Tuesday, December 8, 2009

A Good Goodbye

Yesterday I cried.

Crying is a good thing. A great thing, even. A cleanser of emotions and a releaser of stored up grief. Not to mention a legitimate and legal reason to eat chocolate after the tears have passed.

Yesterday, we spent several hours in Smithfield, cleaning and packing up some remaining oddments at our old house. I felt a little strange when we first walked back into the empty, echo filled rooms but I didn't really feeling teary. Not then.

I worked, and Steve worked, and Sarah worked. We scrubbed the tubs and toilets, vacuumed, polished the wood floors, mopped the linoleum, cleaned the baseboards and just generally neatened stuff up.

Sarah and I made a Walmart run to purchase a few necessities for the house like towel racks and a shower curtain. As we were shopping, we joked that if we just stayed in Walmart long enough, Steve would have all the cleaning done by the time we returned.

Sigh. It didn't work. There was still plenty to be done when we returned.

By the time the three of us had finished up the last little bit of stuff, it was almost 7 pm and we still had to get dinner and drive three hours home. I was exhausted beyond words. And filled to the brim with memories. And filled up to the edges of my heart with thoughts of the five years of Smith life that had been lived within those walls.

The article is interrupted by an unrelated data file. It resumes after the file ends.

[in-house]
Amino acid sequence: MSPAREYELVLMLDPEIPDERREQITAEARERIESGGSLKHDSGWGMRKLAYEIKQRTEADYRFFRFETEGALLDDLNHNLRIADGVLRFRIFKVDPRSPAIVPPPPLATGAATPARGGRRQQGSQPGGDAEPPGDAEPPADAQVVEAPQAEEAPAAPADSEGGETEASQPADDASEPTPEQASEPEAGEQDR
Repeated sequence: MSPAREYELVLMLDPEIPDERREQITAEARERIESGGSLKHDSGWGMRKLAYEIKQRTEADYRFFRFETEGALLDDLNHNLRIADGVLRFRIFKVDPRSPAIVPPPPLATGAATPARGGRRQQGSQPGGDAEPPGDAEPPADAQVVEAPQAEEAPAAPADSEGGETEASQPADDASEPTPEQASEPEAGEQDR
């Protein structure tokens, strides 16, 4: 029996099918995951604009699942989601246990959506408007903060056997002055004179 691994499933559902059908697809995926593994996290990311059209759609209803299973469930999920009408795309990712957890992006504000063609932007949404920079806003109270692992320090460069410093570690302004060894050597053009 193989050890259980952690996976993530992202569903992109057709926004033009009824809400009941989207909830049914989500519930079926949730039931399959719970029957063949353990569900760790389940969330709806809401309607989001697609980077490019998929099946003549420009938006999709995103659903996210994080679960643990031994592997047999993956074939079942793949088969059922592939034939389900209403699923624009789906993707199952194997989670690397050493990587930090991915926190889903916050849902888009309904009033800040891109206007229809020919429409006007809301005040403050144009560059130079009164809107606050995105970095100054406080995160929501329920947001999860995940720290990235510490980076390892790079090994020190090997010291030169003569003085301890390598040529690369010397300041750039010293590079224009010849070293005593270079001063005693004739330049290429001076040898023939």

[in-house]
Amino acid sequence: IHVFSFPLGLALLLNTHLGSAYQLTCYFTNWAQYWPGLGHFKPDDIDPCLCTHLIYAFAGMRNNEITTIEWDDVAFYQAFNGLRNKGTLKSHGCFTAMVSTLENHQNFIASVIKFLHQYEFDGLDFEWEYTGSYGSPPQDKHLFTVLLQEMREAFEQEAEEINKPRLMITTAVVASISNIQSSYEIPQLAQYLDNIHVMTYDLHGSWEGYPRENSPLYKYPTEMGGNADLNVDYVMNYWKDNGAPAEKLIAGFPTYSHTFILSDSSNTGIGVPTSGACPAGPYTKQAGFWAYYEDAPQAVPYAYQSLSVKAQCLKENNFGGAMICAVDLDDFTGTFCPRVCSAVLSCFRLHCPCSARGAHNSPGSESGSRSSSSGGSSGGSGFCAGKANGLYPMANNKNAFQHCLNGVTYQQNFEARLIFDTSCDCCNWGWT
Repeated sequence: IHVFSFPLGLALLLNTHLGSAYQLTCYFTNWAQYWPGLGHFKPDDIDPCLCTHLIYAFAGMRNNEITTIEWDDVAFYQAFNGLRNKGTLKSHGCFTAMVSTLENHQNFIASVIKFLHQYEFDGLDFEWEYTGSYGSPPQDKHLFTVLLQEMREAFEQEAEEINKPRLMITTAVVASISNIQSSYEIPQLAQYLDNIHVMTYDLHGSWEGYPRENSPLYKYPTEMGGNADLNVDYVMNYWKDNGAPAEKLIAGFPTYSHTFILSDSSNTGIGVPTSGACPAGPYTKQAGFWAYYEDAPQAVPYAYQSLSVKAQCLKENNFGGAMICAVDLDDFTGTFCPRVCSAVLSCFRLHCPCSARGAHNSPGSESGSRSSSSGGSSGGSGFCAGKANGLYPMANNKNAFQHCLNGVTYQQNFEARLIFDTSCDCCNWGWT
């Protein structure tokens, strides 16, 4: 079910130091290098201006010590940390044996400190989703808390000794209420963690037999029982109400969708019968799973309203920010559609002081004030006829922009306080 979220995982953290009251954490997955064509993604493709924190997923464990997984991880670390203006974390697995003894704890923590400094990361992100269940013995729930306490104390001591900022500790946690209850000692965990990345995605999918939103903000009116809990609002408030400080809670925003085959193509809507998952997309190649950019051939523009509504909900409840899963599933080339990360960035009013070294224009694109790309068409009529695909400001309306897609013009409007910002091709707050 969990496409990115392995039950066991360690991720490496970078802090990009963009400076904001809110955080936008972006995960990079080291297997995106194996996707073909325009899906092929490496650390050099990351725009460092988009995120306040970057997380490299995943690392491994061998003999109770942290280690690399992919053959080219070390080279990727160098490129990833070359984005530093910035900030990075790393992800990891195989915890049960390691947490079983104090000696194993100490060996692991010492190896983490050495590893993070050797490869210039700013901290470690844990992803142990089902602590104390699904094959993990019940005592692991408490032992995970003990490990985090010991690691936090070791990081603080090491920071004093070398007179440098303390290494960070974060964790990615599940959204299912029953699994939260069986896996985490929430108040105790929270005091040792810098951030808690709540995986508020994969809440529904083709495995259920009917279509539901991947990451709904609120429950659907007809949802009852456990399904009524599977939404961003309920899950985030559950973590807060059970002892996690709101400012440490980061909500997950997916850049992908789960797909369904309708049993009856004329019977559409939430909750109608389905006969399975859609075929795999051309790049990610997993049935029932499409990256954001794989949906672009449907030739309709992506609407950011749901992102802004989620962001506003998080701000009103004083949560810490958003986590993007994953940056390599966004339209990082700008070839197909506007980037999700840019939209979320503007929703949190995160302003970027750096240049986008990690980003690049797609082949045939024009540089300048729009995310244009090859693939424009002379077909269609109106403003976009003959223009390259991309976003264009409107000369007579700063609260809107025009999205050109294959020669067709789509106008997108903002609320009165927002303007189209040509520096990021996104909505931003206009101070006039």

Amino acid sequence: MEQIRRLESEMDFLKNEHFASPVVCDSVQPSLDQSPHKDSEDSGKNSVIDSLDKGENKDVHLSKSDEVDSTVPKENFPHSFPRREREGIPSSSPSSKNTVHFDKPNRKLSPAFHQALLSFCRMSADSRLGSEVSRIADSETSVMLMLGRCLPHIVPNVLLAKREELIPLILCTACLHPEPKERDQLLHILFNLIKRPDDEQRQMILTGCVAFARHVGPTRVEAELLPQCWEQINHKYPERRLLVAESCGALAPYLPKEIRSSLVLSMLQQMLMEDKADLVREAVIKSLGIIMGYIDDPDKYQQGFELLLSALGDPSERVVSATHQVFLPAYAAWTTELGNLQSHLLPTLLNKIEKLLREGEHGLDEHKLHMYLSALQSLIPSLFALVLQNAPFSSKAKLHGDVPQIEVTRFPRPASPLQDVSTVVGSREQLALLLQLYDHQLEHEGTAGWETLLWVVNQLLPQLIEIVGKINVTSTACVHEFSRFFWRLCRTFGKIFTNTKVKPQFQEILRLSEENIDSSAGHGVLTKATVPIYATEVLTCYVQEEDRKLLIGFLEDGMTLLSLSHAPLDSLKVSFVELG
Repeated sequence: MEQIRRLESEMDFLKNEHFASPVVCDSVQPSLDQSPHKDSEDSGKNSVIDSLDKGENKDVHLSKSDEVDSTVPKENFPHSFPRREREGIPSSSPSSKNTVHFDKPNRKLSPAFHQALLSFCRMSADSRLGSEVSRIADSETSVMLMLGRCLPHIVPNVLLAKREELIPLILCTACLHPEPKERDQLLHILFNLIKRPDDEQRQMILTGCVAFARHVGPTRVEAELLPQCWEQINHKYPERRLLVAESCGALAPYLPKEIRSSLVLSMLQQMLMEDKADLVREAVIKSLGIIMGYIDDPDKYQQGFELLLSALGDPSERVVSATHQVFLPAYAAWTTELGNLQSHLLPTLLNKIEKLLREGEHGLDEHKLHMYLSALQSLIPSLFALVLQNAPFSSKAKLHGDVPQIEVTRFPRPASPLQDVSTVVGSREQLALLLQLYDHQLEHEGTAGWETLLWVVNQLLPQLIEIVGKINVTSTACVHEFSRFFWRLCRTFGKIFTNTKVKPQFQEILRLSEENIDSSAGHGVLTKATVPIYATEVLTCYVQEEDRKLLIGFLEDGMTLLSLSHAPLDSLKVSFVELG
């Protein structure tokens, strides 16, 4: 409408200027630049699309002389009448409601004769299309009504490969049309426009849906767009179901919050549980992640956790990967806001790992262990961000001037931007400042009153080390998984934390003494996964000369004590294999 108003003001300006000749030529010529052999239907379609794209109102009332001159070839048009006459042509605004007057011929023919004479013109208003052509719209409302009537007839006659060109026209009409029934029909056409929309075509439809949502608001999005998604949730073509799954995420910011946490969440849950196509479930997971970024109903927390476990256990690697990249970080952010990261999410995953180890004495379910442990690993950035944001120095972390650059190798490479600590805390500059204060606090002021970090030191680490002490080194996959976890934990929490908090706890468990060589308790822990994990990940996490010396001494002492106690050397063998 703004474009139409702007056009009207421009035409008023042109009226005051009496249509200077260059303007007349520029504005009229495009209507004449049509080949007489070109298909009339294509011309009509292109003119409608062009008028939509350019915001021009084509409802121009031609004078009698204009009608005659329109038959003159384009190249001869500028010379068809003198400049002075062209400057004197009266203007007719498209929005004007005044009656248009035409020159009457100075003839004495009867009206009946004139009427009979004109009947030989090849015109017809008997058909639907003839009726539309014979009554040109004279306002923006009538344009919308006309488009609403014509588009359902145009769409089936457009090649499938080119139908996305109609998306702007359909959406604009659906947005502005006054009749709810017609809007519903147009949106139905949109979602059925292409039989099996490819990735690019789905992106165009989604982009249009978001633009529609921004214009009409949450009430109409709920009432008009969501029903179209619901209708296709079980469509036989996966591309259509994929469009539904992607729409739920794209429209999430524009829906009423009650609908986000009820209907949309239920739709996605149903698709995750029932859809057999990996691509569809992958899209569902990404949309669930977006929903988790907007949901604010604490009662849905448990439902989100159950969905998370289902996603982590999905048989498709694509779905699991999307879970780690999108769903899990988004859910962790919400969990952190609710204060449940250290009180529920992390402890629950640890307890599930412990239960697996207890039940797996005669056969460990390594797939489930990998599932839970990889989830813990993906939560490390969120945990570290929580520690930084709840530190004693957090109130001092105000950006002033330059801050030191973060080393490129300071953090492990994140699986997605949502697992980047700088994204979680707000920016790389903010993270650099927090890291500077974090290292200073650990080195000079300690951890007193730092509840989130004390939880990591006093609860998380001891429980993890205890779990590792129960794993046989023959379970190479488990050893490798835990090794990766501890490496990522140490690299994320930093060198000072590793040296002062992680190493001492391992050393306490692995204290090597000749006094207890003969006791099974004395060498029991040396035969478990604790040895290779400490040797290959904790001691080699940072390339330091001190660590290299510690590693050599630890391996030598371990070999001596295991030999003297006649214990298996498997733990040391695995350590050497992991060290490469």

My last job in the house was to wipe down the kitchen counters and then polish up the kitchen sink and all the fixtures. The more I polished and scrubbed, the more the memories surrounded me. So many meals served in that kitchen, so much joyous laughter in the walls around the table. It suddenly seemed impossible to me that the final goodbye had come and I would never again live in that beloved place.

Steve was still upstairs finishing up some tasks and Sarah was waiting with Snowy out in the van.

I went outside into the cool, cleansing air, stared out at the deserted yard inhabited soley by memories and I cried. And cried. And cried.

I remembered the traveling musicians and missionaries to Africa we'd had over to eat. I thought about over 150 people from church we'd entertained at various functions over the years.

I remembered the family meals that would somehow end up with someone grabbing the dictionary to settle a word argument.

I looked at memory pictures like these.

I remembered church board dinners, and birthday parties, and Nathan's High School graduation party. I looked back at all the times that we (and our friends) had played badminton in the back yard.

I remembered how my kids had swung on the swing set and I thought happily about the way Snowy had been the reigning Canine King of his own fenced-in back yard for five years.